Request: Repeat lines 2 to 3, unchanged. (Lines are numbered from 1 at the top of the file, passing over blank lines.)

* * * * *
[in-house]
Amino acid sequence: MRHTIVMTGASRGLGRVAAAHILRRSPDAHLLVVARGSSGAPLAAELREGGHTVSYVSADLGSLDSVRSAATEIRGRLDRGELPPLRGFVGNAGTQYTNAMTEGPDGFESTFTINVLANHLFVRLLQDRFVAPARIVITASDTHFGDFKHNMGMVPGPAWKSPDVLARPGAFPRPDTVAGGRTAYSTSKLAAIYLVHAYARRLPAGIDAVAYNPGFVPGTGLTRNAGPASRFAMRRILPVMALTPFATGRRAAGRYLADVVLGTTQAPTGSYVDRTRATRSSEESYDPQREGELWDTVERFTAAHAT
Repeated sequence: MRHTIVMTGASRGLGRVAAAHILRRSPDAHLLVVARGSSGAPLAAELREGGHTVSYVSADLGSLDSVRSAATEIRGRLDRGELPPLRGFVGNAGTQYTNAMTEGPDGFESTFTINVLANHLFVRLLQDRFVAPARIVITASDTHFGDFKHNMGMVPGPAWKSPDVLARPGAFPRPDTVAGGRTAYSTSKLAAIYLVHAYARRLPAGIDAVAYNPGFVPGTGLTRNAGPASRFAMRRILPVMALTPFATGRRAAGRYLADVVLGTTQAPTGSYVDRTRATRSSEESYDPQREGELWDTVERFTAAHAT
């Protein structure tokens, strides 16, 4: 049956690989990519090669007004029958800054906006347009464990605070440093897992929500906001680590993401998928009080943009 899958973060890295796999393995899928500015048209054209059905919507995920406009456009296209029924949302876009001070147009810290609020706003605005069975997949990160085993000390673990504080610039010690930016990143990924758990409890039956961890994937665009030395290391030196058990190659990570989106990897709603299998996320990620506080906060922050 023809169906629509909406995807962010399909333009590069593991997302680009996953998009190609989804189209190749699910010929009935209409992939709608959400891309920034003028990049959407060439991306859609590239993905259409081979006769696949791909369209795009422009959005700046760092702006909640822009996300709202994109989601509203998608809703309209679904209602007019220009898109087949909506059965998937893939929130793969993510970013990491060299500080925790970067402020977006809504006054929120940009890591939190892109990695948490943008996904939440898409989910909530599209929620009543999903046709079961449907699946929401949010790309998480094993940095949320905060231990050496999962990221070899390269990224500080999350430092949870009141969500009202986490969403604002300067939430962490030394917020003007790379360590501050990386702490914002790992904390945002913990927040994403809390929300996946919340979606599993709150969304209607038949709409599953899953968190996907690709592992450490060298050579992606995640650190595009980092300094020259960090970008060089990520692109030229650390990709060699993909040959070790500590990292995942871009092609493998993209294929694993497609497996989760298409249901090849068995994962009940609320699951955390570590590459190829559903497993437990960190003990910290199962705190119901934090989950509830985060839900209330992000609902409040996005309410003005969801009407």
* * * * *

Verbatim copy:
Amino acid sequence: MRHTIVMTGASRGLGRVAAAHILRRSPDAHLLVVARGSSGAPLAAELREGGHTVSYVSADLGSLDSVRSAATEIRGRLDRGELPPLRGFVGNAGTQYTNAMTEGPDGFESTFTINVLANHLFVRLLQDRFVAPARIVITASDTHFGDFKHNMGMVPGPAWKSPDVLARPGAFPRPDTVAGGRTAYSTSKLAAIYLVHAYARRLPAGIDAVAYNPGFVPGTGLTRNAGPASRFAMRRILPVMALTPFATGRRAAGRYLADVVLGTTQAPTGSYVDRTRATRSSEESYDPQREGELWDTVERFTAAHAT
Repeated sequence: MRHTIVMTGASRGLGRVAAAHILRRSPDAHLLVVARGSSGAPLAAELREGGHTVSYVSADLGSLDSVRSAATEIRGRLDRGELPPLRGFVGNAGTQYTNAMTEGPDGFESTFTINVLANHLFVRLLQDRFVAPARIVITASDTHFGDFKHNMGMVPGPAWKSPDVLARPGAFPRPDTVAGGRTAYSTSKLAAIYLVHAYARRLPAGIDAVAYNPGFVPGTGLTRNAGPASRFAMRRILPVMALTPFATGRRAAGRYLADVVLGTTQAPTGSYVDRTRATRSSEESYDPQREGELWDTVERFTAAHAT